Female animals live longer too by an average of 18.6 per cent

It’s not just humans: Female animals live longer than males by an average of 18.6 per cent – a bigger gap than between men and women

  • Researchers studied 101 different mammal species covering 134 populations
  • This included examining the demographics of bats, lions, orcas and gorillas  
  • They found that most female mammals live longer than male mammal species 

It’s not just in human populations that women live longer than men, scientists discover that other female mammals also have longer lifespans than males.

Researchers from the Biometry and Evolutionary Biology laboratory say that in all human populations the average lifespans are longer for women than men.

They have found that is also the case for other mammals after a study of 101 different mammalian species from bats to lions. 

The team, led by Jean-François Lemaître, a CNRS researcher created the widest reaching study of mammal demographics completed to date.

They found that female mammals live 18.6 per cent longer than their male counterparts – longer than the 7.8 per cent gap between humans. 

Here a male surrounded by his harem is emitting a cry to mark his territory. Elephant seals are one of the species in which females outlive males

In human populations the difference is most stark in the oldest groups – for example nine out of ten supercentenarians – people over 110 years of age – are women.

They took this information and examined the demographic data for 134 populations of 101 different mammal species.

They also studied orca and gorilla populations as part of the study and in 60 per cent of the cases, female mammals live longer than males, the team found.

Female mammals live on average 18.6 per cent longer than male mammals according to the research team – a bigger gap than in humans.

In human communities women live on average 7.8 per cent longer than men although that varies by country.

‘This pattern of longer-lived women is consistent from the mid-18th century (when the first accurate birth records became available) until now,’ Lemaître said.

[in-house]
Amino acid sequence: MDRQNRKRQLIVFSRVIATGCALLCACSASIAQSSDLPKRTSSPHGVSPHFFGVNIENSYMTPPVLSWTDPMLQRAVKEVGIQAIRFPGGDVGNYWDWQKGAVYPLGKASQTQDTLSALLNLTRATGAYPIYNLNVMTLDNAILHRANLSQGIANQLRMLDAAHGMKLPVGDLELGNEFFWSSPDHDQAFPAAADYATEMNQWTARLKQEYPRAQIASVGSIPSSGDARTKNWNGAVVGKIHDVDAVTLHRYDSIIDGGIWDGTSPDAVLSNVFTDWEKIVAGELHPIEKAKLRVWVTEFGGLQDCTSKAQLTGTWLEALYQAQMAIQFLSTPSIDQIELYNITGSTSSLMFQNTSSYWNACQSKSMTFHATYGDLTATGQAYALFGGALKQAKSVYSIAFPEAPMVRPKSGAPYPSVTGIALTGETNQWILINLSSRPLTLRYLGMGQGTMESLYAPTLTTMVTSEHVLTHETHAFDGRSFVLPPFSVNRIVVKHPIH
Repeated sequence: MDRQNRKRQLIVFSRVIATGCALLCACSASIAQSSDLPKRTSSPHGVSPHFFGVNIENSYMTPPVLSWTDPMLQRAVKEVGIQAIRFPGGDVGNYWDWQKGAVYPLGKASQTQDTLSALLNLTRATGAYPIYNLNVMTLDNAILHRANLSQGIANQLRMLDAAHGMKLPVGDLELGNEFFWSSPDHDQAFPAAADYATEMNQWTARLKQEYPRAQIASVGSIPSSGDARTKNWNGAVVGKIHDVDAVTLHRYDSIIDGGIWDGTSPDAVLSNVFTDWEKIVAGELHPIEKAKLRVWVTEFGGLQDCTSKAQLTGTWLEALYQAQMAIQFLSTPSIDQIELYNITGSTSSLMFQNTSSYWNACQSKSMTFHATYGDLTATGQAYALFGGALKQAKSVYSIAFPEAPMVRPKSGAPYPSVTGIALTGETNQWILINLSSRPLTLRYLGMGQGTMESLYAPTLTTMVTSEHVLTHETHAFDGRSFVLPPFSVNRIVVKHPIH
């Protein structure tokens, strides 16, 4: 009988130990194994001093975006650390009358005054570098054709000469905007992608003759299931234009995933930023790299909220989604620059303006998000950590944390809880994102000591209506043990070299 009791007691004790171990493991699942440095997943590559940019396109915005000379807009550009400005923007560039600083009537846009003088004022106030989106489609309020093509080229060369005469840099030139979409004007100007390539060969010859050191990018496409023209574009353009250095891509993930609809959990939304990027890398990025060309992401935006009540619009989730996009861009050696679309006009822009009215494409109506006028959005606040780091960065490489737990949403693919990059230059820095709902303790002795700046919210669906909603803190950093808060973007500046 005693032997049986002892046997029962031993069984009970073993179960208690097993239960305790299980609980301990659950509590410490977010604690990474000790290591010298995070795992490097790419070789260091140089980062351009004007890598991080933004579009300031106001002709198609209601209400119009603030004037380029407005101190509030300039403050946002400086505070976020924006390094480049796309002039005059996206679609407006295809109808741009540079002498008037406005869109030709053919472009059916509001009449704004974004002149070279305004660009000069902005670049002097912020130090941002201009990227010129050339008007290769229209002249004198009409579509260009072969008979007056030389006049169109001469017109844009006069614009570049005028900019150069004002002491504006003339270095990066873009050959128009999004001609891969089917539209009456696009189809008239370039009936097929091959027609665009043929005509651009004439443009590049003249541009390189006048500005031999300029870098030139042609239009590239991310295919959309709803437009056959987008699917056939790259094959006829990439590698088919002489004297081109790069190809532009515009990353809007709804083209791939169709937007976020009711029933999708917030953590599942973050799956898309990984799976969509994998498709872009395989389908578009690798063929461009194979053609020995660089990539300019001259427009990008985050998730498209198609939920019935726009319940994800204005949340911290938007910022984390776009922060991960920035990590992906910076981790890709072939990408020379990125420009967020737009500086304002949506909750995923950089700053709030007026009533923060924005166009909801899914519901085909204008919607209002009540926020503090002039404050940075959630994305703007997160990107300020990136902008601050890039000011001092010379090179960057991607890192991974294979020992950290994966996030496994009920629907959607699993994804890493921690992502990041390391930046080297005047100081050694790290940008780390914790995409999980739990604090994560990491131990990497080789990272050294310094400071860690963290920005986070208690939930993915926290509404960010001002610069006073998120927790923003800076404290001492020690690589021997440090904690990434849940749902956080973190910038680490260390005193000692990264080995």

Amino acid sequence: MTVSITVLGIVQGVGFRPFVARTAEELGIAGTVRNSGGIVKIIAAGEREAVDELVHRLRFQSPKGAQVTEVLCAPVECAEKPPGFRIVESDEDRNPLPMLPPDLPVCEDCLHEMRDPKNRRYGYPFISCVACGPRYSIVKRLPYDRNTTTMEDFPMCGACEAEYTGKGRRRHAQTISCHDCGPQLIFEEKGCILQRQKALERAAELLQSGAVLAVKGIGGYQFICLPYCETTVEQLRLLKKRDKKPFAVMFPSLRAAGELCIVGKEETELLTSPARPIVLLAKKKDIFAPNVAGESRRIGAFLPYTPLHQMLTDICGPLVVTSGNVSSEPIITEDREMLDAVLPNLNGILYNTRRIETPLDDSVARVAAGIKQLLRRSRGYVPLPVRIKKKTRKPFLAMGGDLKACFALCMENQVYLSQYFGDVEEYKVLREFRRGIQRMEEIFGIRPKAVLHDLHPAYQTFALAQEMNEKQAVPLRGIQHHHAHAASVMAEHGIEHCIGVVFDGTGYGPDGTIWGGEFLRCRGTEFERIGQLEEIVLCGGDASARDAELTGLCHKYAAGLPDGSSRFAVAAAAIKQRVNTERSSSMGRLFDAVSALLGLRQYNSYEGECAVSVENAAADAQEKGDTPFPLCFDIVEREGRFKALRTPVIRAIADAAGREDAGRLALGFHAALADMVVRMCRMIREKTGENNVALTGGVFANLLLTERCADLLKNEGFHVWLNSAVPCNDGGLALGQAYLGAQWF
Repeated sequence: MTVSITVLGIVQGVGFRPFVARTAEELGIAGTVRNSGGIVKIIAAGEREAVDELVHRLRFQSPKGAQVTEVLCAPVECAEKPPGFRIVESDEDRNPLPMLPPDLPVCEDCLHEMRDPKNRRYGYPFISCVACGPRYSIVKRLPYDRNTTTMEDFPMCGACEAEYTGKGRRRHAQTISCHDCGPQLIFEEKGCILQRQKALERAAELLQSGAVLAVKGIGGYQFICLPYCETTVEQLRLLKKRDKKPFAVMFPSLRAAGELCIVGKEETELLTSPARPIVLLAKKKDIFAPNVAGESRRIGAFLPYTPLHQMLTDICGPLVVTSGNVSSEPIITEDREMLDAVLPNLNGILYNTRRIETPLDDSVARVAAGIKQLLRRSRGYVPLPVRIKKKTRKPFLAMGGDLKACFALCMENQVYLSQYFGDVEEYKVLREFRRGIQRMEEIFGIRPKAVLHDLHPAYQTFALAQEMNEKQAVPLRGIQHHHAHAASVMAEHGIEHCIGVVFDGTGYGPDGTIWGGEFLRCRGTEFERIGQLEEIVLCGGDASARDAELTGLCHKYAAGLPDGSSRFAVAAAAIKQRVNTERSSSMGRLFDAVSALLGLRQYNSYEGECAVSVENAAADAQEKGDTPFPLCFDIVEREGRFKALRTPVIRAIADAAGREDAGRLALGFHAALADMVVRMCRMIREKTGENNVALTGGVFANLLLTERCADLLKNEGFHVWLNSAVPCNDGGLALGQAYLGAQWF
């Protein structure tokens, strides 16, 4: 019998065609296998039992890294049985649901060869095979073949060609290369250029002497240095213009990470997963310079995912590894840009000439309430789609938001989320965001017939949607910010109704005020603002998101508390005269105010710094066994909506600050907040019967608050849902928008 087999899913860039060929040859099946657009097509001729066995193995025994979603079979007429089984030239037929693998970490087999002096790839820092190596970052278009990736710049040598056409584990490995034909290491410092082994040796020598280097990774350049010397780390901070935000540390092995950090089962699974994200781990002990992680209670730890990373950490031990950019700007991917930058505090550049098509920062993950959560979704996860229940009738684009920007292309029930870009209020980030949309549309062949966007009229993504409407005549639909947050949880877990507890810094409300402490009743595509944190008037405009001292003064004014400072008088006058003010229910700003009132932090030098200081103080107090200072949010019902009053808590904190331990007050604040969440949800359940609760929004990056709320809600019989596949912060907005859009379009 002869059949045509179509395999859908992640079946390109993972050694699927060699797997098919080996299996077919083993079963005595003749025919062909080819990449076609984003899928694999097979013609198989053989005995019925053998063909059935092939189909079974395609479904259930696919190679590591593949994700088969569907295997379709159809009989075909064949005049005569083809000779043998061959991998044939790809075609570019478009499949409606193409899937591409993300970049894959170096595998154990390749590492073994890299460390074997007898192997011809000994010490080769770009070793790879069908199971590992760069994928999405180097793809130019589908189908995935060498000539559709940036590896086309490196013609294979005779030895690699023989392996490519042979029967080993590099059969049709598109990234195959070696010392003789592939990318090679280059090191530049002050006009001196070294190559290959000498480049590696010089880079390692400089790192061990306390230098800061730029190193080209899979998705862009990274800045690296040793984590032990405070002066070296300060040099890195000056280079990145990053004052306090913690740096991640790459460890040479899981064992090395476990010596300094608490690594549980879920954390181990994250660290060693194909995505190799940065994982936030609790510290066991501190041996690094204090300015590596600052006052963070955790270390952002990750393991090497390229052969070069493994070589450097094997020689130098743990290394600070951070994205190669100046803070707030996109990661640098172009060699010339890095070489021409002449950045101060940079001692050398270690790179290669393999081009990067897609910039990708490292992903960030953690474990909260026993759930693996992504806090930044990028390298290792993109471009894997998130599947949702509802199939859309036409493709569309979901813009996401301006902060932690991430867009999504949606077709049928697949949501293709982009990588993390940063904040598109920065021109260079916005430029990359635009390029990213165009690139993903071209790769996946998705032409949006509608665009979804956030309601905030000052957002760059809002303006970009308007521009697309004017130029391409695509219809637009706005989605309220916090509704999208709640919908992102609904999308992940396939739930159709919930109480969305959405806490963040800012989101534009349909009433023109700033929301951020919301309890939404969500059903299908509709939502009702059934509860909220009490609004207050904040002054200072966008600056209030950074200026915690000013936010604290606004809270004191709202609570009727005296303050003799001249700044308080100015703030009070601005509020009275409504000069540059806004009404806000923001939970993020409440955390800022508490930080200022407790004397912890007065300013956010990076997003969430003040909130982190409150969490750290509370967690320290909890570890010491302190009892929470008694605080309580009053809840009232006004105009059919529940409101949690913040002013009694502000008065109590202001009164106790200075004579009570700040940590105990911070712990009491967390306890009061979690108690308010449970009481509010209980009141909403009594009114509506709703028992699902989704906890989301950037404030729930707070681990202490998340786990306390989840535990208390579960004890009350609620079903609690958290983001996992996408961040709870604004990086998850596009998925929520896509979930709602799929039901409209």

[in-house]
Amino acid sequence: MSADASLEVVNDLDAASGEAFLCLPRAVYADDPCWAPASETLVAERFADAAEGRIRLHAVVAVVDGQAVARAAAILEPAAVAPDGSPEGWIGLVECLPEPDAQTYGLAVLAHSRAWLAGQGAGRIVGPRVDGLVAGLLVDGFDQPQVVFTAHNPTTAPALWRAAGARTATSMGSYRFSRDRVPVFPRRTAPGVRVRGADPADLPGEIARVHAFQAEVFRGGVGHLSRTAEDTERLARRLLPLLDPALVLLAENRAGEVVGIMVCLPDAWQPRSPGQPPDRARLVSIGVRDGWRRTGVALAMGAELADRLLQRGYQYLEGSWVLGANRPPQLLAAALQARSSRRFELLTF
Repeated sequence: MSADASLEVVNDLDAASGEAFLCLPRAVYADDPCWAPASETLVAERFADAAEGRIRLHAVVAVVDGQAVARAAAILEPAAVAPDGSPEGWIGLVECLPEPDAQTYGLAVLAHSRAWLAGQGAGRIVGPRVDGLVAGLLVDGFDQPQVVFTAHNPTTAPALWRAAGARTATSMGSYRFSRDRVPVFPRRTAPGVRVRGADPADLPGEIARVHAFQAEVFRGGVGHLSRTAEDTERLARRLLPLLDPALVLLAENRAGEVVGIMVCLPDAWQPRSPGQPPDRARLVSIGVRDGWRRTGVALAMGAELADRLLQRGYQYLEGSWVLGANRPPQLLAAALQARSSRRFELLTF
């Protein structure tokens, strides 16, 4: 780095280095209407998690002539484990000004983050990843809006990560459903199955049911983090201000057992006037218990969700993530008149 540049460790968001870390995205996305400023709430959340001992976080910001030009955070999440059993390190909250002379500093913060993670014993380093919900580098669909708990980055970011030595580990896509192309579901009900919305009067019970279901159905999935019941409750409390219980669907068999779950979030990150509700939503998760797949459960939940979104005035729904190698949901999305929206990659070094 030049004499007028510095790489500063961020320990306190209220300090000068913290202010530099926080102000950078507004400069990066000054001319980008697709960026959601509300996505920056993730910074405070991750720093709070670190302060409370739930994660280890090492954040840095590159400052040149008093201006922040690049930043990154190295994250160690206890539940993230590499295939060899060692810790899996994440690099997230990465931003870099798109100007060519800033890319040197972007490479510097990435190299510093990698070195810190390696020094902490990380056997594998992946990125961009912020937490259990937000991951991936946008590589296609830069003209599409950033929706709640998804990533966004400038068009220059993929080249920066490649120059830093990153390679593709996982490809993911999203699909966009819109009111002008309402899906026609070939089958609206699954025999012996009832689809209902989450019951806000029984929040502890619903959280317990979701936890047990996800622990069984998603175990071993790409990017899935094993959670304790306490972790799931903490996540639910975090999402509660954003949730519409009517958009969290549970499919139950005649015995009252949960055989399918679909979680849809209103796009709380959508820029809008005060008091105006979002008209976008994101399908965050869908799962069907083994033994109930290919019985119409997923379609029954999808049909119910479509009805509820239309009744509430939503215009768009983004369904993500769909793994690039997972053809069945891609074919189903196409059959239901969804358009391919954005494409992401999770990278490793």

‘While social factors reinforce the gender gap in longevity, the greater survival prospects of women over men are observed even when both sexes share the same social habits. 

‘The female advantage in lifespan has thus been labeled as one of the most robust features of human biology.’

They found that men and women show differences in the dynamics of age-associated diseases, which are increasing due to a growing ageing population.

Females of all mammal species studied live longer than males, according to the research team – including lions 

Previous studies into the difference in male and female mammal lifespans have been done on human populations or animals in captivity. 

This new extensive study involved looking at all demographic data collected by other researchers examining mammal population. 

They found that the older the mammals get – just like in humans – the wider the age gap gets between male and females. 

This is in part because the longer researchers are able to study mammal populations the more accurate their estimates of longevity get, according to the team.

Looking at groups that had been studied for longer, they found that females live on average 20.3 per cent longer than males.

That was from the best studied populations – about 64 different groups covering 50 different species.

They believe that part of the longevity difference comes from local environmental conditions and availability of resources.  


Humans may live to 120 in just 60 years time, a leading expert claimed in May 2017.

Research reveals it is possible to slow down our biological, or ‘inner’, ageing process, which could help us to live decades beyond the current life expectancy of 81.

Drugs that interact with our DNA maintain the function of our bodies for longer, the research suggests.

Experts stress, however, this must be combined with a healthy lifestyle for full effect.

Yet, how a 120-year-old life expectancy may impact people’s quality of life is unclear.

The side effects of such treatments are also unknown.

Several European countries are in talks to start drug trials within the next three years.

Professor Vladimir Khavinson, head of the St. Petersburg Institute of Bioregulation and Gerontology, said: ‘It is important to understand that nobody would want to live a long and unhealthy life. 

‘The main goal for us now must be to allow people to stay healthy for as long as possible into their old age.’ 

Six of these drugs are already available in Russia.

These include Thymalin to maintain immune system function and Cortexin to preserve brain activity.

The drugs work on the so-called ‘peptide technology theory’, which states that interacting with DNA increases protein production that prolongs lifespan.

Speaking at the international symposium on longevity in Geneva, Professor Khavinson added: ‘One of the key indicators of ageing is the reduction of protein synthesis.

‘We have come to the conclusion that it is possible to restore it to a normal level with the use of peptide bioregulators and have found an optimal way to maintain natural peptide production of a sufficient quantity.

‘The technology developed by our scientific institute is based on the extraction of peptides from the tissues of young healthy animals that have the same structure as human tissues.’ 

A similar study conducted by researchers at the GLMED medical center in Moscow assessed 60 age markers throughout such drugs’ treatment in participants aged 31-to-72 years old.

Results suggested that, when combined with a healthy lifestyle, the drugs reduce a person’s biological age by an average of up to two years over 12 months.

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